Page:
Seven cat species photographed in Himalayan rainforest
Scientist discovers Himalayan wildcat haven
Bangalore, February 19, 2010
A little-known rainforest in north-east India could be home to the world’s largest number of wildcat species, with no less than seven species photo-documented by a wildlife biologist at the end of her two-year survey.
Kashmira Kakati’s camera-trap shots reveal that the wildcats share a relatively small, 500 sq.km. patch of rainforest in the Jeypore-Dehing lowlands in Assam, which includes the Dehing Patkai Wildlife Sanctuary.
Among the cats are the elusive and rare clouded leopard ( Neofelis nebulosa), the marbled cat ( Pardofelis marmorata) and the Asian golden cat ( Catopuma temminckii), besides the relatively more widely distributed tiger ( Panthera tigris), the leopard ( Panthera pardus), the leopard cat ( Prionailurus bengalensis), and the jungle cat ( Felis chaus).
“To discover what is, most likely, the maximum number of wild cat species sharing a single area gives us a mere glimpse of what species the Jeypore-Dehing forests hold,” says Jim Sanderson, biologist, International Union for Conservation of Nature, Cat Specialist Group. “That such a place still exists will attract naturalists and scientists alike to make even more discoveries, but only if the Jeypore-Dehing forests receive the protection they so clearly deserve.”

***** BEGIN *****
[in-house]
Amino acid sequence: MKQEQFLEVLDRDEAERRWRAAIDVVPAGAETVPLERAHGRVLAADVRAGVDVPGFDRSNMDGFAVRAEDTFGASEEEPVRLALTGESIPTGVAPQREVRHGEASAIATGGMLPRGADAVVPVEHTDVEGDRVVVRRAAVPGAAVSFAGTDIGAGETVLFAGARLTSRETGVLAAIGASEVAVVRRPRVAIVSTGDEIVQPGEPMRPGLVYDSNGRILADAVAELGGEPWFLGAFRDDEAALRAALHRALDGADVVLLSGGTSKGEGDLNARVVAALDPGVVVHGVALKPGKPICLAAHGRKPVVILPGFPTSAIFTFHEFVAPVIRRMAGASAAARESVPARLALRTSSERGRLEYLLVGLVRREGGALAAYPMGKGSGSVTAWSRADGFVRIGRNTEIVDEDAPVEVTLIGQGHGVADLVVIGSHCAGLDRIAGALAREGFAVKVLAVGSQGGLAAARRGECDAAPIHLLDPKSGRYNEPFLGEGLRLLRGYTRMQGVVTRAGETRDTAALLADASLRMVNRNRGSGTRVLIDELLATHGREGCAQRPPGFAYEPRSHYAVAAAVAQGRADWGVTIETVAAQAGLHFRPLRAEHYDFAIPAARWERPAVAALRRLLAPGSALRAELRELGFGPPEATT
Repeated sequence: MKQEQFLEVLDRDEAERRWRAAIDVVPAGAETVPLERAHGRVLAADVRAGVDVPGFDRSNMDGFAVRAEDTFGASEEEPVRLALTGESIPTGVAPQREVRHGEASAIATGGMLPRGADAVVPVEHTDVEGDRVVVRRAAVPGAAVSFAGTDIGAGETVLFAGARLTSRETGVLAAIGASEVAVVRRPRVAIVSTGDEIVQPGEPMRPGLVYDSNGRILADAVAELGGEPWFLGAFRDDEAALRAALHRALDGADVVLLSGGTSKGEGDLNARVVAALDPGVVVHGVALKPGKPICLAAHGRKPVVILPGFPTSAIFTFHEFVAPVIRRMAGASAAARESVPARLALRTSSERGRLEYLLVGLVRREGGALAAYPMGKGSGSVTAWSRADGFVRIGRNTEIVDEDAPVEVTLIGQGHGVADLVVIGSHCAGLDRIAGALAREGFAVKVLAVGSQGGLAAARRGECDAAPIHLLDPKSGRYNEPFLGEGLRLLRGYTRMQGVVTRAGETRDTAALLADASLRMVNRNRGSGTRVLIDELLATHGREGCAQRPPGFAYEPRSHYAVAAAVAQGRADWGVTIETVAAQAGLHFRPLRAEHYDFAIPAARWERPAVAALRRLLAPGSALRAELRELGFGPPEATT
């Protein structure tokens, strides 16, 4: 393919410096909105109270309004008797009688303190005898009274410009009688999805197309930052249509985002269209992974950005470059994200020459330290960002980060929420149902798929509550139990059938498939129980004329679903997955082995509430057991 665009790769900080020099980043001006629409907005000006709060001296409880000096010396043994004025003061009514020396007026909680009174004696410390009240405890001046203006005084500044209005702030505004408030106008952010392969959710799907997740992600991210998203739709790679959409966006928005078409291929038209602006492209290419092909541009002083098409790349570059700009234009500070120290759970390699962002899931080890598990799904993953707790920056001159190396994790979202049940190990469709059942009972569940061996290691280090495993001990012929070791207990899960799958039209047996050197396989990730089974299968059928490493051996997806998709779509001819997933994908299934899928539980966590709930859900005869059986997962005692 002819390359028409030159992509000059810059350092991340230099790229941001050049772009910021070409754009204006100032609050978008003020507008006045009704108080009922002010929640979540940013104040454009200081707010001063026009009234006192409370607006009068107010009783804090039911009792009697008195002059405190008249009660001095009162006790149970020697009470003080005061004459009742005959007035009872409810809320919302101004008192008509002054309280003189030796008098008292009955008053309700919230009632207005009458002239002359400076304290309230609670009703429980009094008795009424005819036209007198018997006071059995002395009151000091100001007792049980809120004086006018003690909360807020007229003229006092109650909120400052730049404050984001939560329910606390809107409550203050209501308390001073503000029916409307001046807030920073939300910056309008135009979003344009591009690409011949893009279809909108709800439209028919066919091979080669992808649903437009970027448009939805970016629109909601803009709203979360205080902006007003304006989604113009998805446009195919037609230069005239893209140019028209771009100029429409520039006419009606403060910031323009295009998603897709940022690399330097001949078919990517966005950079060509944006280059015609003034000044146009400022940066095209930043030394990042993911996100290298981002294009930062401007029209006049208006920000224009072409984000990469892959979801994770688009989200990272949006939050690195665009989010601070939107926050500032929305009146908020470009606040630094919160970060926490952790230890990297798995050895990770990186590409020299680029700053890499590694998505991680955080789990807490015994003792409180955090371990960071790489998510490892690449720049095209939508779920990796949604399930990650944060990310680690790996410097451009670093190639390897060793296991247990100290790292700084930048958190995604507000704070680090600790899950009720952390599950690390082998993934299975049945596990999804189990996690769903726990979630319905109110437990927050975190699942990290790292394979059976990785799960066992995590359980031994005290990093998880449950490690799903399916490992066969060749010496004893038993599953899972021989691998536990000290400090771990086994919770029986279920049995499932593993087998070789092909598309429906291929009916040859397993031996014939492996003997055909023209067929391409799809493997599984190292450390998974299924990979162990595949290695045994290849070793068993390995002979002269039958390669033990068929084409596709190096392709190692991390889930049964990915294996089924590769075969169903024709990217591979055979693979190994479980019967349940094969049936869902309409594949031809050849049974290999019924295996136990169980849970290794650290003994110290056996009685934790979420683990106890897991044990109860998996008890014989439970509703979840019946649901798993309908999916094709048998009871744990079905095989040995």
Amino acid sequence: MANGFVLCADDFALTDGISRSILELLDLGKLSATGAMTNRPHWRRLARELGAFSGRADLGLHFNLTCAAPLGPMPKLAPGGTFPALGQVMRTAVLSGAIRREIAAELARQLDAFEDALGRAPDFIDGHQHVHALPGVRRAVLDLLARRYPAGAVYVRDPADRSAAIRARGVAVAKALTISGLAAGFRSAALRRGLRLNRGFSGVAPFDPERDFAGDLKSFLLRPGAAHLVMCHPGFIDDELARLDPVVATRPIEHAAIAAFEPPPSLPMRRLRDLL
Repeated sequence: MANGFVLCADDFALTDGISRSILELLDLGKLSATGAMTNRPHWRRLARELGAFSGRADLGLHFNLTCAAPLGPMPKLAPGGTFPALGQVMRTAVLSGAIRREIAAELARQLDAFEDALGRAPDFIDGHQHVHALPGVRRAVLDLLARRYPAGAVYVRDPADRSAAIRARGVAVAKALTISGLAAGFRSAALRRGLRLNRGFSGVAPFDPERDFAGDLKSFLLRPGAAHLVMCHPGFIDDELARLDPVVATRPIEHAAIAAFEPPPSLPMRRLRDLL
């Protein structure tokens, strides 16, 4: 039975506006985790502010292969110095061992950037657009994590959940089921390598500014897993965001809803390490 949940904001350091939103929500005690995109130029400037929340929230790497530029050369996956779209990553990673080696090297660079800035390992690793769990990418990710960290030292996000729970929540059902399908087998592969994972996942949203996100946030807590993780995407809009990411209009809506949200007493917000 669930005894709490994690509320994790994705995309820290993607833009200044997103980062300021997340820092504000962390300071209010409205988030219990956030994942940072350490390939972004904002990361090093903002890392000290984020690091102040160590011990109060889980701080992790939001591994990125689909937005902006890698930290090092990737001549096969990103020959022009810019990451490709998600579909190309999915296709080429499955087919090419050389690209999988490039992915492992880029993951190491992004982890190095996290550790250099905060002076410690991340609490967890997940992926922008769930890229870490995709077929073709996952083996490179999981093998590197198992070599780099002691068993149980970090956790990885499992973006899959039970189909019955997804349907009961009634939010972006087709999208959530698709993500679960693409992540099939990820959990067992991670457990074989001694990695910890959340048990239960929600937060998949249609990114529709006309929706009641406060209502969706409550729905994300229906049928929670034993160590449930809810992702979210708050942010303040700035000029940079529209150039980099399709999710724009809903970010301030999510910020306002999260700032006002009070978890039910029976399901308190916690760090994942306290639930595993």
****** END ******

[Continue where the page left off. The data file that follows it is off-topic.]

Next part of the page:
The discovery comes in the backdrop of growing concern among environmentalists over deforestation, poaching, crude oil and coal extraction and mega hydro-electric projects that threaten the ecology of the eastern Himalayas. However, new wildlife species continue to be discovered in this part of the eastern Himalayas — listed as a “biodiversity hotspot” — comprising Bhutan, parts of northeast India and Nepal.
Twelve other carnivore species were also recorded in the Kakati survey, among them the endangered dhole (Asiatic Wild Dog), the Malayan sun bear, binturong, mongoose, otter and civets. And among the 45 mammals documented are six species of primates, deer, porcupine, wild pig and rodents, which are prey for the rainforest carnivores. The discovery is significant in that it points to the importance of protecting less-known patches of wilderness in the country that hold tremendous biodiversity, says Ravi Chellam of the Wildlife Conservation Society-India Program. “It also places enormous emphasis on the need for more structured research.”
Sarala Khaling, regional coordinator of Critical Ecosystem Partnership Fund (CEPF) in the eastern Himalayas, says: “It is now time for extractive industries operating in and around the area to [begin] partnering with conservation organisations and local communities to preserve the area’s incredible biodiversity.”
Dr. Kakati’s research was supported by the Assam Forest Department and funded by the CEPF, the Wildlife Conservation Society–India Program and the Rufford Small Grants Foundation, United Kingdom.
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